Americans who have been wondering where Republican spines have gone when it comes to confronting Russian aggression should get acquainted with Sen. Cory Gardner’s (R-Colo.) backbone.
It qualifies as bravery in today’s political environment, sadly, for GOPs to push for tougher sanctions in response to the Kremlin’s bad behavior—which, to the chagrin of the White House, the Senate did by an overwhelmingly veto-proof margin a year ago—but it’s a bold step further to push for Russia to face the ultimate sanctions as a state sponsor of terror.
A small club of especially nasty foreign powers have earned this designation: Iran, North Korea, Syria and Sudan. They’re all “countries determined by the secretary of State to have repeatedly provided support for acts of international terrorism,” according to the State Department’s concise description of how a despot earns admission to the group.
The unilateral sanctions that accompany such a damning label are, necessarily, mighty: restrictions on arms sales, U.S. business, dual-use exports and foreign aid, as well as penalties for entities that continue certain transactions with state sponsors of terrorism.
On April 26, before Helsinki was known to be a gleam in President Donald Trump’s eye and soon after the first Novichok poisonings had struck Britain (the suspects have now been identified as Russian), Gardner introduced a bill with Sen. Bob Menendez (D-N.J.) that would give the State Department 90 days to come back to Congress with a determination—in an unclassified, shareable form—on whether Russia “meets the criteria for designation as a state sponsor of terrorism.” Similar language on North Korea was included in the Countering America’s Adversaries Through Sanctions Act that became law last August; Kim Jong-un’s regime was put back on the terror list Nov. 20.
North Korea got relisted in part for playing fast-and-loose with a deadly nerve agent in a busy international airport in an op to assassinate the dictator’s half-brother, as well as the torture of deceased U.S. hostage Otto Warmbier—actions that signified “a consistent pattern of terror,” according to House Foreign Affairs Committee Chairman Ed Royce (R-Calif.).
In an April op-ed for The New York Times, Gardner argued that the evidence for sticking Russia on the list included “active information warfare against Western democracies, including meddling in the 2016 United States elections,” as well as Russia’s warfare with ally Bashar al-Assad in Syria, its 2008 invasion of Georgia and 2014 invasion of Ukraine, and attacks on dissidents including deploying a deadly nerve agent on British soil—reportedly transported in a small perfume bottle that was haphazardly discarded after the assassination attempt and killed the woman who found it, spraying it on her skin with the thought that she’d found free fragrance.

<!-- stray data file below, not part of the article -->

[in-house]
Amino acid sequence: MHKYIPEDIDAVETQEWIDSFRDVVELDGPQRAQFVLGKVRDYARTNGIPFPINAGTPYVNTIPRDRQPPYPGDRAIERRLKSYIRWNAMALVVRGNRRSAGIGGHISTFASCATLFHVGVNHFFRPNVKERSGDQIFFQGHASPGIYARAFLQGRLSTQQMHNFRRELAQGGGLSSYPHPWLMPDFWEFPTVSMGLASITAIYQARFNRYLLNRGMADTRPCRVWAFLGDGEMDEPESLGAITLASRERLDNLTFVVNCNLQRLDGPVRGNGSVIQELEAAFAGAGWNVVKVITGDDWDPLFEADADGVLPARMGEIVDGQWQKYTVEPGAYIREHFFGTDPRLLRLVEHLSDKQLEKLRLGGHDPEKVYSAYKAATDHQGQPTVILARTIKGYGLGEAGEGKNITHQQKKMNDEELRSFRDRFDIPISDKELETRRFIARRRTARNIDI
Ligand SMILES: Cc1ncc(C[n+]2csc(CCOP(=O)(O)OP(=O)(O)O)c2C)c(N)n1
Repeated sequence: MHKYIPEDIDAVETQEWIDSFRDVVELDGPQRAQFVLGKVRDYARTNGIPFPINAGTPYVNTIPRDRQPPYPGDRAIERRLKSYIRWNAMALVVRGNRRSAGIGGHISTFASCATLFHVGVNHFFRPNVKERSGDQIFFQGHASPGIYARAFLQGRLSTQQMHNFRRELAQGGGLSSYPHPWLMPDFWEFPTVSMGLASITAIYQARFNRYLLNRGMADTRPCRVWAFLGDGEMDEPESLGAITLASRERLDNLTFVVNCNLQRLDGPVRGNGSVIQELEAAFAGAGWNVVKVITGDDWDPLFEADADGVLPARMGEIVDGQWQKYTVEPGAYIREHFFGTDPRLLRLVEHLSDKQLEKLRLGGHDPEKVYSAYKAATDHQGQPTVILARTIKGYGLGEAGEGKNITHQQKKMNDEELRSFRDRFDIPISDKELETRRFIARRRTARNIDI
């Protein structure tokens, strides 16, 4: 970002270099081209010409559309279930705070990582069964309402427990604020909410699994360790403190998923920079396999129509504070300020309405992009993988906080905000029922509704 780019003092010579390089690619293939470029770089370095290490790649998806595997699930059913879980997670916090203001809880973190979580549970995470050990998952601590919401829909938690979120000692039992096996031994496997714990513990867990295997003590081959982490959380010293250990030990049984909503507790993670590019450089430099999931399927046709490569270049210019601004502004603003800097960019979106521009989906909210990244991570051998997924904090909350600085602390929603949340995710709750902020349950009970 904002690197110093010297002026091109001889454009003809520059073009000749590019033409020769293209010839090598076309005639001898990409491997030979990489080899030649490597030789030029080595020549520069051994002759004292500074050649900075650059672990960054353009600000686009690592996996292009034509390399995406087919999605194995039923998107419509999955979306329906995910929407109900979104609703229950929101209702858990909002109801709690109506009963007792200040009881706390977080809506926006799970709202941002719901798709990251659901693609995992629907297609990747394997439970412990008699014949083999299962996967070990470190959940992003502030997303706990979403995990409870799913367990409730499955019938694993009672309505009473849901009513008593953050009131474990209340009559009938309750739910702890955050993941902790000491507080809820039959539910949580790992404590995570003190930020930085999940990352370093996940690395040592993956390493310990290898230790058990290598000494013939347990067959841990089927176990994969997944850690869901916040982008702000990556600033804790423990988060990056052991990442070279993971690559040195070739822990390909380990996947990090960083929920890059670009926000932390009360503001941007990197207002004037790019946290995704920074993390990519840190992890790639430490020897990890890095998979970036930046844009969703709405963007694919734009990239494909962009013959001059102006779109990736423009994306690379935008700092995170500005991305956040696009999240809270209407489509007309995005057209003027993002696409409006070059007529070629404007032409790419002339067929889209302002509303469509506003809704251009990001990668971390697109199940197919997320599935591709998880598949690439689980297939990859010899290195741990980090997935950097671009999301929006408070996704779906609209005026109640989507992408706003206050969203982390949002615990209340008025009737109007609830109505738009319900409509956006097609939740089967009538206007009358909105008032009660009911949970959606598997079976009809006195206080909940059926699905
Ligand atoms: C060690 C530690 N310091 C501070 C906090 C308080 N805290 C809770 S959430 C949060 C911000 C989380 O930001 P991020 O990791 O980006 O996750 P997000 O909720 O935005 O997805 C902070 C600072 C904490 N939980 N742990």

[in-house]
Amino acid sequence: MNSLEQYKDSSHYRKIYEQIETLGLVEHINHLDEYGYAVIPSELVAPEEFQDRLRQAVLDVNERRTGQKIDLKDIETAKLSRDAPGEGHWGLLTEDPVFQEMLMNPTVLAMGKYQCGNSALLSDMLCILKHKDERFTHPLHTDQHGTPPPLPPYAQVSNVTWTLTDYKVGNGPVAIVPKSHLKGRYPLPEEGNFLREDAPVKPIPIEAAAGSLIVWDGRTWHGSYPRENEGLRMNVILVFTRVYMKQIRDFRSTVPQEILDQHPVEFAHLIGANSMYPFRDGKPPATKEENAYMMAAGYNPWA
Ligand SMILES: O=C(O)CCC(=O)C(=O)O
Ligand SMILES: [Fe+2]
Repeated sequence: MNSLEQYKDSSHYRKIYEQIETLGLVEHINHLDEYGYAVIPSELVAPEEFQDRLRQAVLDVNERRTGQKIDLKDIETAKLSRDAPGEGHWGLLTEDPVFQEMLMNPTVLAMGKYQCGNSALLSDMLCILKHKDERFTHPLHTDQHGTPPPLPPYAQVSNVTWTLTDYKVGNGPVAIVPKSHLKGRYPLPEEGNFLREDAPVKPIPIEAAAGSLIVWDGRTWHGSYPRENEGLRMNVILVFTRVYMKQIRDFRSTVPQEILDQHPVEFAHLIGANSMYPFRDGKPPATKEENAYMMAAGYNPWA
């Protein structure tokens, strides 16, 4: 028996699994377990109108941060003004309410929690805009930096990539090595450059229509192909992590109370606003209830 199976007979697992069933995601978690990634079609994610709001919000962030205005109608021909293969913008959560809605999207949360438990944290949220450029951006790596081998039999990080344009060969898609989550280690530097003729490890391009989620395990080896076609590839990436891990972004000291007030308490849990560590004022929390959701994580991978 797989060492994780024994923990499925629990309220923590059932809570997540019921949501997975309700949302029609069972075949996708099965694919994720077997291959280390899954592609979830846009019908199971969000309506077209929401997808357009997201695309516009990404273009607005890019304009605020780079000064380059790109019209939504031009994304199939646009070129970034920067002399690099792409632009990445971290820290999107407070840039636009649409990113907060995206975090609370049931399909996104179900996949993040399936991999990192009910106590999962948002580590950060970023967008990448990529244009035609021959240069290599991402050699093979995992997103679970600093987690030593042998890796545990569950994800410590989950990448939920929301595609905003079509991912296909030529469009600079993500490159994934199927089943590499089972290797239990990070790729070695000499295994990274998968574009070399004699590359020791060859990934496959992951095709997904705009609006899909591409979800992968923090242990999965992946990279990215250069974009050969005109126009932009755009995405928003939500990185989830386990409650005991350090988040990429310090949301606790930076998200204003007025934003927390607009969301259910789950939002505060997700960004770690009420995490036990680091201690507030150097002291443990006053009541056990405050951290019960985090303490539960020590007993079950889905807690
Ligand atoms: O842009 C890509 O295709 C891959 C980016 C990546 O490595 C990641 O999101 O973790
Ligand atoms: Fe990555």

“I think it’s time to very concisely and clearly lay out the grievances the world has with Russia right now—in a frame not of ‘oh, it’s aggression,’ but as a bad actor doing evil things,” Gardner told his hometown paper after introducing the bill.
“It’s time we give serious consideration to stepping up toward Russia in a way that we have not done yet,” he added. “Vladimir Putin clearly understands strength and he manipulates weakness. The United States, our partners and allies must show total strength against this Russian menace.” Hallelujah, clarity!
On Tuesday—the fourth anniversary of Malaysian Airlines Flight 17 being shot down over Ukraine by a missile from Russia’s 53rd anti-aircraft missile brigade based in Kursk, killing 298—Gardner breathed fresh life into the bill. And it’s the forum that counts: Gardner plugged the legislation standing alongside Senate Republican leaders at their weekly policy luncheon media availability. And the Colorado senator was able to make the pitch when Majority Leader Mitch McConnell (R-Ky.), clearly perturbed by the Trump-Putin press conference, was in a maybe-more-sanctions mood, telling reporters “there’s a possibility that we may well take up legislation” related to election meddling.
Gardner rattled off a few of the reasons why Russia is a state sponsor of terror and pitched his bill. “I hope that legislation will be heard soon,” he added.
It’s no surprise that Gardner, a seasoned sanctions champion who has consistently pushed for not only passing tougher penalties on bad actors but tightening the enforcement vise, is the one to be doing this. He’s the author of the North Korea Sanctions Policy and Enhancement Act, which imposed standalone mandatory sanctions that marked a congressional first, signed by President Barack Obama in 2016. Gardner’s relentless crackdown on the kingdom of Kim and calling the tyrant a “whack job” in May prompted North Korea to crack open their insult thesaurus and brand the senator a “psychopath… mixed in with human dirt” who “has lost basic judgment and body hair.”
Of course, the main roadblock to passage of Gardner’s bill is Trump, who would likely be itching to put his veto pen to paper at the first gasp of a complaint from Putin. In order to deliver a presidential-scream-tweet-inducing veto-proof majority, Congress would have to pull together the same way it unified on sanctions.
But even getting this bill to the hearing stage would be impactful, as experts like former U.S. Ambassador to Russia Michael McFaul—now wanted by the Kremlin—as well as dissidents like Vladimir Kara-Murza (survivor of two Kremlin poisonings) and families impacted by Russian terrorism can testify in an open, highly publicized hearing. Douse Russia’s terror with sunlight.
Maybe it can help prevent another person from suffering like Anthony Maslin who, as father of three young children murdered on MH17, beseeched Trump to accept Russia’s guilt as “irrefutable fact,” or Charlie Rowley, the partner of Novichok victim Dawn Sturgess who is not only battling his own poisoning in intensive care but is in agony over the loss of his love.